Most Egyptians are unhappy with the performance of the country's current government, with a modest 20 percent describing it as "good," according to a report by the Egyptian Centre for Public Opinion Research (Baseera).
Twenty-seven percent of those polled by the private organisation said the government's performance was average, 19 percent said it was bad, while 34 percent said they "weren't sure."
The poll, which was conducted early in December, shows that support for the interim authorities is on the decline.
Over a third of Egyptians (37 percent) said the government's performance was "good" in October. In November, the number was just 24 percent.
Almost half of the people polled in October said that the performance of the cabinet was "average" – down to 33 percent in November.
The number of those polled who thought the government was "poor" rose from 18 percent in October to 22 percent in November, but declined to 19 percent in December.
The report said that the gender of respondents affected the way people assess the administration's performance; approval ratings appeared lower among women polled (14 percent) than among men (26 percent).
Mohamed Morsi, Egypt's first freely elected president, was ousted in July after massive street protests against his year-long rule. An interim government was then installed, which set forth a political roadmap it promised would see an amended constitution in January, and parliamentary elections and a presidential vote to follow.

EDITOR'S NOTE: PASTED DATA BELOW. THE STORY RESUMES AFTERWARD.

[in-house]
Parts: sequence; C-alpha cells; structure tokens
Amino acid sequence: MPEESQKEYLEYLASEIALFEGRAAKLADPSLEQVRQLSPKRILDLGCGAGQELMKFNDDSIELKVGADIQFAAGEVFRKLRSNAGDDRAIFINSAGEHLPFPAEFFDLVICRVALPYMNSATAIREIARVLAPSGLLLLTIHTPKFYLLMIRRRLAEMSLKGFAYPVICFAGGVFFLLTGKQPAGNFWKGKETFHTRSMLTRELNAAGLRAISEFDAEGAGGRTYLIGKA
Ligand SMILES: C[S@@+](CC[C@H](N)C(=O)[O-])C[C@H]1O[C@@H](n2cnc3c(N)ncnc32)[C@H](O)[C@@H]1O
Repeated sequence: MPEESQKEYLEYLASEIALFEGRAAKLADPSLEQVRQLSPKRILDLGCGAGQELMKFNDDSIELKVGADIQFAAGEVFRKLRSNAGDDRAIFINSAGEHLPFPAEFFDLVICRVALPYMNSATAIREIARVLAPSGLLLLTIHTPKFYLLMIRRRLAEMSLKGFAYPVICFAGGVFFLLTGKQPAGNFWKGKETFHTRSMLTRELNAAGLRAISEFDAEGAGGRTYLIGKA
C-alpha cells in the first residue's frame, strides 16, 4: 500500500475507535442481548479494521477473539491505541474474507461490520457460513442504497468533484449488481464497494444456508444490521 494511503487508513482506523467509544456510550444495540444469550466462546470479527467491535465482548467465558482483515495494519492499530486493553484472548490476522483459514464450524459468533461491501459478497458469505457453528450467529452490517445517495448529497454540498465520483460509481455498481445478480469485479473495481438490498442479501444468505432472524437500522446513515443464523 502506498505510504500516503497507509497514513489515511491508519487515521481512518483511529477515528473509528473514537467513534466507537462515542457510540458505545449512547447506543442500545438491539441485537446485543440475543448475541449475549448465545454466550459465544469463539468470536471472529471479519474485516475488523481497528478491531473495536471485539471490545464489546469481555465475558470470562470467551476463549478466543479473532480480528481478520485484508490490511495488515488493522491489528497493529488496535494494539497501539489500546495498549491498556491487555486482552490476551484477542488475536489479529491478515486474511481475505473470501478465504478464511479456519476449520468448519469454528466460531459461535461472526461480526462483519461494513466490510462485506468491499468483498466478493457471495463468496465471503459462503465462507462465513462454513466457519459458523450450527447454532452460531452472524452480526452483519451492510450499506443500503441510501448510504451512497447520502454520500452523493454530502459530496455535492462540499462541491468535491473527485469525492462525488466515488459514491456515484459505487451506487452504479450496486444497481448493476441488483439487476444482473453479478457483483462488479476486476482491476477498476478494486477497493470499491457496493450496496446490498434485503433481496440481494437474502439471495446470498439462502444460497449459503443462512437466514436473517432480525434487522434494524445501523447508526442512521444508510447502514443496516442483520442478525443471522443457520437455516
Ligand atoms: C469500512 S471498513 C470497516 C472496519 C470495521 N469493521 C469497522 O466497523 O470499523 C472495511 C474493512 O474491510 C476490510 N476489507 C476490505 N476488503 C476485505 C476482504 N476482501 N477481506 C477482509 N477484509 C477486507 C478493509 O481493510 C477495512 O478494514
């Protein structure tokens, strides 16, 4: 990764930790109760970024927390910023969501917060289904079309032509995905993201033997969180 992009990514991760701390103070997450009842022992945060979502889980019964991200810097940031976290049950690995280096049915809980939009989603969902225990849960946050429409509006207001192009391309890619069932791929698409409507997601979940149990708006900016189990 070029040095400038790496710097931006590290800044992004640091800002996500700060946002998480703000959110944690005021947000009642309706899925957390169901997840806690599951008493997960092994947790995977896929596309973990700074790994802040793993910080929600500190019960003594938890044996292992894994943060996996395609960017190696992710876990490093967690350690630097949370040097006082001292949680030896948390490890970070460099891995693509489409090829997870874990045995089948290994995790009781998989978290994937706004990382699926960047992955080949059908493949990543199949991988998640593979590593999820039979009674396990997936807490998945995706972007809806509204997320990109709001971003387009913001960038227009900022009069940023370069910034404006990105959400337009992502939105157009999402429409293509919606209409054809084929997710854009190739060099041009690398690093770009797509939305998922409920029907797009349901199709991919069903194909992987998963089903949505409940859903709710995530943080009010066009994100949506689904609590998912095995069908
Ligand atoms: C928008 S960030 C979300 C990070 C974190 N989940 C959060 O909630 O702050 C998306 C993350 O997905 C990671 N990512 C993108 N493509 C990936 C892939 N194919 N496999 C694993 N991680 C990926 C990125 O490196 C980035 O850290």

The levels of satisfaction with the current cabinet were reflected in the personal ratings of interim premier Hazem El-Beblawi himself; 18 percent of those polled in December said his performance was good, 25 percent said it was average, 19 percent thought it was bad, while 38 percent of respondents were uncertain.
Ratings in this regard, the poll added, appeared to be influenced by education levels and age. According to the poll, sympathy with the senior minister's performance increases with age, with 16 percent sympathetic among those aged 18-29, compared to 23 percent among those aged 50 and up.
According to Baseera, a total of 1,503 adults from across Egypt's 27 governorates were questioned via telephone from 2-5 December. The report claims that the poll's margin of error stands at less than 3 percent.
Despite the political unrest the country has been witnessing since Morsi's removal, many Egyptians continue to be optimistic.
Based on the poll's findings, 60 percent of people said they still feel safe, 2 percent up from late October's ratings.
While the country's economy has been hammered by ongoing unrest, many of the poll respondents thought they had not been negatively affected.
Thirty-one percent said their economic status had improved, 31 percent said it remained the same, 36 percent said it had got worse, and two percent said they weren't sure.
The poll also found that 60 percent of respondents expect their living conditions to improve next year.